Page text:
Regulatory Definitions of Animal Use Classes | en Español
The following definitions of use classes for Major Food Animal Species, Companion Animal
Species and Minor Species have been extracted from Appendix III of
FDA Guidance for Industry
Major Food Animals
The guidance defines specific use classes of cattle, swine and poultry (chickens and turkeys)
consistent with long-standing FDA practice as well as current animal industry standards. Because
Target Animal Divisions within the
Office of New Animal Drug Evaluation (ONADE) may group or separate specific classes of species differently, you should contact the applicable Target Animal
Division to determine when separate INADs (Investigational New Animal Drug) are appropriate
for different classes or groups of classes of major food animals. For example, if a new animal drug is
being investigated for use only in specific classes within a major species of food animal, separate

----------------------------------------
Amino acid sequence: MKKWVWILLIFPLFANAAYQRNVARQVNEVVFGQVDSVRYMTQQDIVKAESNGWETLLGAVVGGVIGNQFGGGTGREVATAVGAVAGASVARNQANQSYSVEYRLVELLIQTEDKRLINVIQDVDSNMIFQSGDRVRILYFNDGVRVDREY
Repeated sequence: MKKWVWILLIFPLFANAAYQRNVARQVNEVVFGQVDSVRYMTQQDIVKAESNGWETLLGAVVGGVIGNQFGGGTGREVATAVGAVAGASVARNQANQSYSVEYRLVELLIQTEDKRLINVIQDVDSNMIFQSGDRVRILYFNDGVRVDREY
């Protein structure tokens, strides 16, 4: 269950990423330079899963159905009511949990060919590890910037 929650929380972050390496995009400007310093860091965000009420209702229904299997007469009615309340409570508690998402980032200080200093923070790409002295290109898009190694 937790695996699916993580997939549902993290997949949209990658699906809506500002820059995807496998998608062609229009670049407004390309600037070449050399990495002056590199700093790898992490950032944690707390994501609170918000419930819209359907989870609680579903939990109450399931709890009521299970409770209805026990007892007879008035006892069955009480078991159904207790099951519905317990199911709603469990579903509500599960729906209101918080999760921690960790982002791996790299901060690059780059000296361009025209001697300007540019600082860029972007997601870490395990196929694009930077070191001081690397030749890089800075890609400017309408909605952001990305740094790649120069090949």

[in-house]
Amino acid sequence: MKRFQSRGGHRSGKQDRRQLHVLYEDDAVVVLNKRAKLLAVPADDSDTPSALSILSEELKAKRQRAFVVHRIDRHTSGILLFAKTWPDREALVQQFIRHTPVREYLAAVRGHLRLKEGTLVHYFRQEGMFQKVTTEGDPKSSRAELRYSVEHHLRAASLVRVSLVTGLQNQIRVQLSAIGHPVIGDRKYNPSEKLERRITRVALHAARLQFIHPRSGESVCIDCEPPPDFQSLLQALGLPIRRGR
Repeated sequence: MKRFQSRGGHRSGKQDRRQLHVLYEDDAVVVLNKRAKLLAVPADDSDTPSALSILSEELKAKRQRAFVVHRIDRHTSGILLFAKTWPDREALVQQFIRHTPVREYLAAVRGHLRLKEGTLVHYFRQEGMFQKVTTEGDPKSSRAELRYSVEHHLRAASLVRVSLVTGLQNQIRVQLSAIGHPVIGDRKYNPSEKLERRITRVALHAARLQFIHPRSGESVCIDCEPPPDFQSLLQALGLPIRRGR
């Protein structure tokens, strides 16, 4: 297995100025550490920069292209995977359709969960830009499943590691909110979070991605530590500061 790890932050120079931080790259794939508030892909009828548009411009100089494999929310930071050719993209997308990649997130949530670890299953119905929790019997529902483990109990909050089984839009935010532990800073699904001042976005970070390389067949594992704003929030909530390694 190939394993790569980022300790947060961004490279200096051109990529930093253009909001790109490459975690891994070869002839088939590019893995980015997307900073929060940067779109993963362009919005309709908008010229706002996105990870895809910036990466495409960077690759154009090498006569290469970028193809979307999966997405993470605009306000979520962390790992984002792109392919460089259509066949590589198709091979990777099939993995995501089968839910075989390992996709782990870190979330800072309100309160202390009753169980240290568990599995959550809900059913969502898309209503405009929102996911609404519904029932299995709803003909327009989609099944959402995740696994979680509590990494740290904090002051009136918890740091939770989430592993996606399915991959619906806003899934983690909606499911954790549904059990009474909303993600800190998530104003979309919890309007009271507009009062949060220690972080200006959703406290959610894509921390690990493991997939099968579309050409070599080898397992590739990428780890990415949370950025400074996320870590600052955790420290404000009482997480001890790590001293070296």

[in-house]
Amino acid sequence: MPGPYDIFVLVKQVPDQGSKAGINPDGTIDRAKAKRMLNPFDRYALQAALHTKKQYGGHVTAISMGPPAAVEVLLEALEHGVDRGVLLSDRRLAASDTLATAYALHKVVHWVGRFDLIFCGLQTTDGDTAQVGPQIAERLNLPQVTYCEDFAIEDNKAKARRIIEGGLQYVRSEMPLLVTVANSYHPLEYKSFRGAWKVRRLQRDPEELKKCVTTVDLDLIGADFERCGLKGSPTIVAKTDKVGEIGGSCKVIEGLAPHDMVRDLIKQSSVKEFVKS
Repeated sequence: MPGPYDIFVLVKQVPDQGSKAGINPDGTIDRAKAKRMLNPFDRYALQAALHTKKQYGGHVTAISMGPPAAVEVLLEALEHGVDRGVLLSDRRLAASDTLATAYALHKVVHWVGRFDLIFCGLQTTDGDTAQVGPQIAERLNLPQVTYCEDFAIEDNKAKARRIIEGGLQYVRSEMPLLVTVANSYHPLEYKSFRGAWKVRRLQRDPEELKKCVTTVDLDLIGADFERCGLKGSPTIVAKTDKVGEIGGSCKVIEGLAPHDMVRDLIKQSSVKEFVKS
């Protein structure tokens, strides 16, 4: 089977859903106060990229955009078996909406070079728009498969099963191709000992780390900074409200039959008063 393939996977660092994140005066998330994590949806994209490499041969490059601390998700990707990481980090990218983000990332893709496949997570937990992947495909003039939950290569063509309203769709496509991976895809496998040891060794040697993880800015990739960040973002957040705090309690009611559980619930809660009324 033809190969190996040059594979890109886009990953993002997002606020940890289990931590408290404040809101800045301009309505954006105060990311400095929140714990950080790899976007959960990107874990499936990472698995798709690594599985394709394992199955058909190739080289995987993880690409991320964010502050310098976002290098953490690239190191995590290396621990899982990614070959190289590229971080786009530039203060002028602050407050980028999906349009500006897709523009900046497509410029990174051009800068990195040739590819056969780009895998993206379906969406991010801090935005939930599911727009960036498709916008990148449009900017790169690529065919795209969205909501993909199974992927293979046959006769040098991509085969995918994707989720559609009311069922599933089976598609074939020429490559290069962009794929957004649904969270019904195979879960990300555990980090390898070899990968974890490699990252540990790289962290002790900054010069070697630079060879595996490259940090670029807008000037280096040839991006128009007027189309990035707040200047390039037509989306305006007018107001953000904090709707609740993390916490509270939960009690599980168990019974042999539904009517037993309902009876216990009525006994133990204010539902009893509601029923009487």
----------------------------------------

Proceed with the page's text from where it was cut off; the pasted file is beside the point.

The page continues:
INADs should be established for each species and class. If the new animal drug is being investigated
for use in all classes within a species, separate INADs for each species, but not class within species,
should be adequate. New animal drugs may be intended for intermediate groupings of cattle species due
to physiological differences, such as beef versus dairy cattle, and/or lactating versus nonlactating
cattle. Thus, for example, if a new animal drug is intended for use in beef cattle, one INAD may be
established for this group. Similarly, one INAD may be used for new animal drugs intended for use in
groupings of certain physiologically similar beef and nonlactating dairy cattle classes.
The tables below break down the classes and can be printed for reference:
Classes or breeds of companion animals generally are not distinguished in new animal drug indications.
Thus, unless a new animal drug is intended for use in a specific class (e.g., kitten versus mature cat)
or breed of companion animal, separate INADs for each species (e.g., cat, dog, horse), but not class
or breed within species, should be adequate.
In general, a separate INAD should be established for each minor species of animals being investigated
for treatment with a specific new animal drug. For aquaculture, it is recommended that separate INADs
be established for finfish, crustaceans, and mollusks. Separate life stages, including eggs, may be
included within a single INAD.